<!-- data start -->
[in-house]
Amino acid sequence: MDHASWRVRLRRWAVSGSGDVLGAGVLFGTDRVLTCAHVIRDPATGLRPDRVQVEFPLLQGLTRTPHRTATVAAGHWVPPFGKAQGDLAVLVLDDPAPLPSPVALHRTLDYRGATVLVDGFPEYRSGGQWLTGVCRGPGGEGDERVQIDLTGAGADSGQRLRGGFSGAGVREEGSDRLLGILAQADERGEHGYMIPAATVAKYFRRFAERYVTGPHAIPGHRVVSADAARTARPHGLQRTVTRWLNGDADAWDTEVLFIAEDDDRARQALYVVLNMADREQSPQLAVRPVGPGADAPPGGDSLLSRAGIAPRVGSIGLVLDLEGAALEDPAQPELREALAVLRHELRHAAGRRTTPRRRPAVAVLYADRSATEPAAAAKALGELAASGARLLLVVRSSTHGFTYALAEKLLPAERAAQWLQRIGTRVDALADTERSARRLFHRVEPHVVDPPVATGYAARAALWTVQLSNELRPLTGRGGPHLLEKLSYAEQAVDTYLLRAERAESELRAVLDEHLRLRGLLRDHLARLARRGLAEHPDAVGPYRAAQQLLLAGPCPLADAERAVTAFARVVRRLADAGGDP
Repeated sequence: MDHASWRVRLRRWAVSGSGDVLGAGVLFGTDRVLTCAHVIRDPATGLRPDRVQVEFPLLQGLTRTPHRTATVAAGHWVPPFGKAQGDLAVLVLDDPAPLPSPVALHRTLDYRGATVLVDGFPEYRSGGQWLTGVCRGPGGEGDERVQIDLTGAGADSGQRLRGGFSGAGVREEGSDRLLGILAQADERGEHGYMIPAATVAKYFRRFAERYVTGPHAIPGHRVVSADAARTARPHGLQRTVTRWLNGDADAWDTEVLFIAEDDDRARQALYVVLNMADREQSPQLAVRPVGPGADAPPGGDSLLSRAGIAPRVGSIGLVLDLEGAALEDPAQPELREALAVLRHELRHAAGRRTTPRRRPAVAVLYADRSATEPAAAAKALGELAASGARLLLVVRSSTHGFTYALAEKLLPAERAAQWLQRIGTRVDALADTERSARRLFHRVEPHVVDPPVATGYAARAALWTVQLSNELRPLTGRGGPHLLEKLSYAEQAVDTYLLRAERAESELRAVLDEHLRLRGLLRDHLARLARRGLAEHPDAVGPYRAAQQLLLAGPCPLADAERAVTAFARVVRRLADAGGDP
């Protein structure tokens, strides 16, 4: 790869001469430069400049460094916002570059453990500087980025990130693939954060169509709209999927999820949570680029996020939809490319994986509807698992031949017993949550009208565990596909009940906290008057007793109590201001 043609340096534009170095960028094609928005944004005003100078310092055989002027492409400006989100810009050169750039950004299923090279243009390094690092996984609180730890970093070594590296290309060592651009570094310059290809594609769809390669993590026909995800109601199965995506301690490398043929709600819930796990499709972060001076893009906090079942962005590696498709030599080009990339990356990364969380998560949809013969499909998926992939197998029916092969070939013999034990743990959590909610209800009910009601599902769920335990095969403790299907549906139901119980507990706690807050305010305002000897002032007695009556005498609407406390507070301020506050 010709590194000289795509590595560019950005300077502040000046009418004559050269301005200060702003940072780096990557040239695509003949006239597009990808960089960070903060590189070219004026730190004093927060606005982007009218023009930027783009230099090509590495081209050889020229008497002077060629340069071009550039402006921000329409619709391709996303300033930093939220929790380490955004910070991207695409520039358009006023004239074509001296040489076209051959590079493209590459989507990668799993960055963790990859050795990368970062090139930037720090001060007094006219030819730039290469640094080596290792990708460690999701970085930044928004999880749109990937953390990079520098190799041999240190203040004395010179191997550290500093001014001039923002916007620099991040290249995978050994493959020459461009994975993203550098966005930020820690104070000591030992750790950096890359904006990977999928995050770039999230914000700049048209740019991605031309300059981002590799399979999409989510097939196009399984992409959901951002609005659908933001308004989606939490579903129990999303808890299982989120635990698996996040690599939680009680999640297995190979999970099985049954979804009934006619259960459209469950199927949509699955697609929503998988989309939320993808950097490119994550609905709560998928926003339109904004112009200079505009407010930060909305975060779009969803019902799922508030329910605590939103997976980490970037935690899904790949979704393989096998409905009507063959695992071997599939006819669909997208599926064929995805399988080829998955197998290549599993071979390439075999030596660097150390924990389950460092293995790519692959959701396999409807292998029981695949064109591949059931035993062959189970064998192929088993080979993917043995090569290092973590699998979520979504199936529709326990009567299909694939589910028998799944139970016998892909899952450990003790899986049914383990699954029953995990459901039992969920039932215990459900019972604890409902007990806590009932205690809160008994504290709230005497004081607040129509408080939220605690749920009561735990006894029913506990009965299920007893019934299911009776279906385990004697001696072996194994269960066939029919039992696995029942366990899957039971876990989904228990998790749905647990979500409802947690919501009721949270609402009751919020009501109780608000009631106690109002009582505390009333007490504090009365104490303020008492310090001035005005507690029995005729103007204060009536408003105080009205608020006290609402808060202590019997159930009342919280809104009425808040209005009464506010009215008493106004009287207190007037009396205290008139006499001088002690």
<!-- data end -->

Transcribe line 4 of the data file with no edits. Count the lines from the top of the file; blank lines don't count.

């Protein structure tokens, strides 16, 4: 790869001469430069400049460094916002570059453990500087980025990130693939954060169509709209999927999820949570680029996020939809490319994986509807698992031949017993949550009208565990596909009940906290008057007793109590201001 043609340096534009170095960028094609928005944004005003100078310092055989002027492409400006989100810009050169750039950004299923090279243009390094690092996984609180730890970093070594590296290309060592651009570094310059290809594609769809390669993590026909995800109601199965995506301690490398043929709600819930796990499709972060001076893009906090079942962005590696498709030599080009990339990356990364969380998560949809013969499909998926992939197998029916092969070939013999034990743990959590909610209800009910009601599902769920335990095969403790299907549906139901119980507990706690807050305010305002000897002032007695009556005498609407406390507070301020506050 010709590194000289795509590595560019950005300077502040000046009418004559050269301005200060702003940072780096990557040239695509003949006239597009990808960089960070903060590189070219004026730190004093927060606005982007009218023009930027783009230099090509590495081209050889020229008497002077060629340069071009550039402006921000329409619709391709996303300033930093939220929790380490955004910070991207695409520039358009006023004239074509001296040489076209051959590079493209590459989507990668799993960055963790990859050795990368970062090139930037720090001060007094006219030819730039290469640094080596290792990708460690999701970085930044928004999880749109990937953390990079520098190799041999240190203040004395010179191997550290500093001014001039923002916007620099991040290249995978050994493959020459461009994975993203550098966005930020820690104070000591030992750790950096890359904006990977999928995050770039999230914000700049048209740019991605031309300059981002590799399979999409989510097939196009399984992409959901951002609005659908933001308004989606939490579903129990999303808890299982989120635990698996996040690599939680009680999640297995190979999970099985049954979804009934006619259960459209469950199927949509699955697609929503998988989309939320993808950097490119994550609905709560998928926003339109904004112009200079505009407010930060909305975060779009969803019902799922508030329910605590939103997976980490970037935690899904790949979704393989096998409905009507063959695992071997599939006819669909997208599926064929995805399988080829998955197998290549599993071979390439075999030596660097150390924990389950460092293995790519692959959701396999409807292998029981695949064109591949059931035993062959189970064998192929088993080979993917043995090569290092973590699998979520979504199936529709326990009567299909694939589910028998799944139970016998892909899952450990003790899986049914383990699954029953995990459901039992969920039932215990459900019972604890409902007990806590009932205690809160008994504290709230005497004081607040129509408080939220605690749920009561735990006894029913506990009965299920007893019934299911009776279906385990004697001696072996194994269960066939029919039992696995029942366990899957039971876990989904228990998790749905647990979500409802947690919501009721949270609402009751919020009501109780608000009631106690109002009582505390009333007490504090009365104490303020008492310090001035005005507690029995005729103007204060009536408003105080009205608020006290609402808060202590019997159930009342919280809104009425808040209005009464506010009215008493106004009287207190007037009396205290008139006499001088002690």